Keeping up with scooping can also alert you to medical problems. Are those puddles of urine getting bigger or smaller? Both can indicate a health issue. How about the stool—is it getting smaller? All kinds of answers can be found to medical questions in the litter pan, and it is easier to notice health problems more quickly if you pay close attention to the litter box.
So, how often should you clean the litterbox? Here’s a breakdown:
- Scoop out all waste at least once per day.
- Dump, wash, clean, and dry the box at least once per week.
- Throw away the box and purchase a new one at least once per year, as plastic holds not-so-nice residues and smells that your cat will notice over time.
Stay on Top of Grooming
Cats are famous for grooming themselves, so why do they need any help from us when they already do such a great job? One big reason: hairballs.
When kitty grooms, all that hair has to go somewhere. And usually, that means into the stomach. Sometimes it will pass through into the stool, but other times it comes back up and you find a surprise on your floor. Save yourself future clean-up by brushing your cat with a soft, bristled brush.
Another brush or comb you want in your grooming kit is one designed specifically to remove matted hair. Most cats develop the occasional tangle, and it’s much easier to use a brush while the mess is small rather than wait until it becomes unruly. Severe tangles often need to be shaved off, so catching them early is easier for you and your cat.
Flea combs are also important. If you aren’t already treating your cat monthly with flea prevention (which is strongly recommended), use a flea comb on your cat every week to catch any fleas.
The other critical aspect of grooming is nail clipping. Although cats will remove the sheaths from their nails and sharpen them, nails can (and do) overgrow, resulting in painful ingrown nails that often become infected.
Kitties with extra toes are especially prone to this problem. Overly long nails can also get stuck in things when a cat tries to stretch or scratch on a post, and she can accidentally scratch you during playtime. Keeping those nails short are in everyone’s best interest, so trim them weekly.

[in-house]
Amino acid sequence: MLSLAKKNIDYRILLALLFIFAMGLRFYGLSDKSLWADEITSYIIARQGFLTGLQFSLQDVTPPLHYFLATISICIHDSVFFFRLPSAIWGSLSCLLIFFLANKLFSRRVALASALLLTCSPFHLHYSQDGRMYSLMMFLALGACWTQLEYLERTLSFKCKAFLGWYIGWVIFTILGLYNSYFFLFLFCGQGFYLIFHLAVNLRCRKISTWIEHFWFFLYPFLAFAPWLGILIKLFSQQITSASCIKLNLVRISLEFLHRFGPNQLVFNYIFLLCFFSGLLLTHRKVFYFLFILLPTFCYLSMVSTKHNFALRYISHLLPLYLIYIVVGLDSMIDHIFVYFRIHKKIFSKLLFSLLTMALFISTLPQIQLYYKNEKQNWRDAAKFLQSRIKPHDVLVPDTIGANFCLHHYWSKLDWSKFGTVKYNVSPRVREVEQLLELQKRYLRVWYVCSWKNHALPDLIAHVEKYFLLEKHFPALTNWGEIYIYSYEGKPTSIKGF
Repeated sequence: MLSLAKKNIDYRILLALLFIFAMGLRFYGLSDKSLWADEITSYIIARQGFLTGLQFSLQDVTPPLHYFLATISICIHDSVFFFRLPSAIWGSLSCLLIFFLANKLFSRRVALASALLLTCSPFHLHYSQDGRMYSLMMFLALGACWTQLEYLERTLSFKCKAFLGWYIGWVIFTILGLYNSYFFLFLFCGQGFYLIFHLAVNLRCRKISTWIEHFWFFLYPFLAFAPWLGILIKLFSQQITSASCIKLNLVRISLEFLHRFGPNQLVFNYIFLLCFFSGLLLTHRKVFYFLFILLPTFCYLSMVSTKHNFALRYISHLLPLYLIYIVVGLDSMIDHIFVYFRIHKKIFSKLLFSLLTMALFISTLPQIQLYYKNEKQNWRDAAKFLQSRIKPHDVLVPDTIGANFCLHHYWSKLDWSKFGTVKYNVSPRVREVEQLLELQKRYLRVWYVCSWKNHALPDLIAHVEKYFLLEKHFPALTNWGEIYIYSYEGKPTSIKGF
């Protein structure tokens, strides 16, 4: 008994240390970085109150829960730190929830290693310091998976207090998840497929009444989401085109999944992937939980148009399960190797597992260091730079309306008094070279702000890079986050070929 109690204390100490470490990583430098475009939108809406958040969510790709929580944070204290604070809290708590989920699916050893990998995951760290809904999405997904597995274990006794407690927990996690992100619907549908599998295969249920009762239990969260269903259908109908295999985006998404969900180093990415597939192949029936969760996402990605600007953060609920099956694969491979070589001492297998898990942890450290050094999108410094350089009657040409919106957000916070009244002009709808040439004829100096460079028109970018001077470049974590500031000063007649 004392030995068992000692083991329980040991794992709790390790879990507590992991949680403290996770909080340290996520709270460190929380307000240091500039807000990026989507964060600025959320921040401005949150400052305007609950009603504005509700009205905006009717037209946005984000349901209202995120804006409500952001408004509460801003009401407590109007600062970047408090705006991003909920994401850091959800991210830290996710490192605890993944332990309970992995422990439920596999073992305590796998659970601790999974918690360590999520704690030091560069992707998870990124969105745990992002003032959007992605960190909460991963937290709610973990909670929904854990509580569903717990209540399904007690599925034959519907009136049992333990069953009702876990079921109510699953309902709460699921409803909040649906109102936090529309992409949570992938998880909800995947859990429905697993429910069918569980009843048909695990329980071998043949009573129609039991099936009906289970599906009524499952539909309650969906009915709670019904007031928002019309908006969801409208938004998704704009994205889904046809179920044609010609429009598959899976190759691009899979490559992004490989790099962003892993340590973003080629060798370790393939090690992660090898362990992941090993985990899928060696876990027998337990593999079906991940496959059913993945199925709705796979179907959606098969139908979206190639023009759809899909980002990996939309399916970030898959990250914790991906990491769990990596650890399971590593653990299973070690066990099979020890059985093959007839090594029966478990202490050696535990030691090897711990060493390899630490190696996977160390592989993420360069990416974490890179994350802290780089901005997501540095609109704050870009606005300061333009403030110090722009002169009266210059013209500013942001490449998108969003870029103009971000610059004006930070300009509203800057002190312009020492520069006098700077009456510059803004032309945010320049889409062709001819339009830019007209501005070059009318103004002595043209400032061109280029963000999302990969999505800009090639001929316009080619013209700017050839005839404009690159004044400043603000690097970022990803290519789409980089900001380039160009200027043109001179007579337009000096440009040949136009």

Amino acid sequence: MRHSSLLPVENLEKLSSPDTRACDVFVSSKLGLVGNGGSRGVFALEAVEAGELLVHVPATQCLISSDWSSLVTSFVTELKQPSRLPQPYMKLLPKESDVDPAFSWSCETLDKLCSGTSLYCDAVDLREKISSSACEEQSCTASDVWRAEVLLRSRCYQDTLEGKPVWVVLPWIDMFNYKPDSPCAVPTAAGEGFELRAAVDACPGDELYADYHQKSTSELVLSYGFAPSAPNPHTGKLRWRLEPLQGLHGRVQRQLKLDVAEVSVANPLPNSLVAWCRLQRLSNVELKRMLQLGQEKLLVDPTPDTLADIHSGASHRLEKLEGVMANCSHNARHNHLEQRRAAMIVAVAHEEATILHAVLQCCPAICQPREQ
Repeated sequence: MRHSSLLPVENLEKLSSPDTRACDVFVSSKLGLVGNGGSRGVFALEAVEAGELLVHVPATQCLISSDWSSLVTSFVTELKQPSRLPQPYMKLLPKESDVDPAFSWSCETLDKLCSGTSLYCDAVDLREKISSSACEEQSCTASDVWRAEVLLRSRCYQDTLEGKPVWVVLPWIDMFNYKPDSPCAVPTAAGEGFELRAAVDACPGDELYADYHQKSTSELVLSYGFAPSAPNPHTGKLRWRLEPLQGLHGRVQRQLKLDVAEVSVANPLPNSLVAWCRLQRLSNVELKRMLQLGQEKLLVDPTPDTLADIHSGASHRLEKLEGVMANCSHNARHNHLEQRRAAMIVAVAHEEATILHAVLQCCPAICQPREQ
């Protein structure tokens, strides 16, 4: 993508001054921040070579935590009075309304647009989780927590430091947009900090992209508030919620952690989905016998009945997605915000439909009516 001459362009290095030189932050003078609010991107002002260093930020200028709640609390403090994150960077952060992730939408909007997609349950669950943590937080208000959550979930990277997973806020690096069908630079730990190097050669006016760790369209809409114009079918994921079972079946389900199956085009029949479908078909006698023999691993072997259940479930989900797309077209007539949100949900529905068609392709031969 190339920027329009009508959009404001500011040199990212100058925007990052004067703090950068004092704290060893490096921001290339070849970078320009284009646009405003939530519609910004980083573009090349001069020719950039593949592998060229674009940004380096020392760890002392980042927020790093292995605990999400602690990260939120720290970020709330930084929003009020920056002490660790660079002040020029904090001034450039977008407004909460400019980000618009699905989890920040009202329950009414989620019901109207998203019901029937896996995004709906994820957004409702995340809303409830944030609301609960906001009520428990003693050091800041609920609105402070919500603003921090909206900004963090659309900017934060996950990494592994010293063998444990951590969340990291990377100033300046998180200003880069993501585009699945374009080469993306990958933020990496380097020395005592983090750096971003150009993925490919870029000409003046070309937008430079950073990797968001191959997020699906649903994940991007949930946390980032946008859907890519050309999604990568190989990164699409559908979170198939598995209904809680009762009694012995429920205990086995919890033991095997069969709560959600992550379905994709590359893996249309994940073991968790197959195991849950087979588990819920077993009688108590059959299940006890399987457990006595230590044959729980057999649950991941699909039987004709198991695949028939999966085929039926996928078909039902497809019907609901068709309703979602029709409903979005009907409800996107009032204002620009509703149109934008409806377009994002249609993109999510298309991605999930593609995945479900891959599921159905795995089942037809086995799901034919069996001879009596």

Stay Consistent with Veterinarian Appointments
Don’t forget the cornerstone of a healthy kitty: finding problems early! Your feline friend may look healthy to you, but would you notice if she lost a few ounces over the last year? Probably not, but your veterinarian should.
What about if he developed some dental tartar, a lump on a nipple, or a cyst in the ear? All these things are common in cats, and exactly the type of things veterinarian look for in routine veterinary appointments. And all of them are much easier—and cheaper—to treat when caught early.
Taking your cat to annual wellness exams goes a long way in keeping her healthy. Your vet will check kitty from head to tail tip and administer vaccines, heartworm medications, and flea and tick control as needed. The veterinarian will also be able to help advise you on any necessary diet adjustments or other concerns.
On average, most cats under the age of 7 can go into the veterinary hospital just once per year (once they have finished their kitten vaccines and checkups, that is). Once turning 8, most cats should see a veterinarian twice per year. Your kitty may need to be seen even more often if there are any specific health concerns that need to be managed.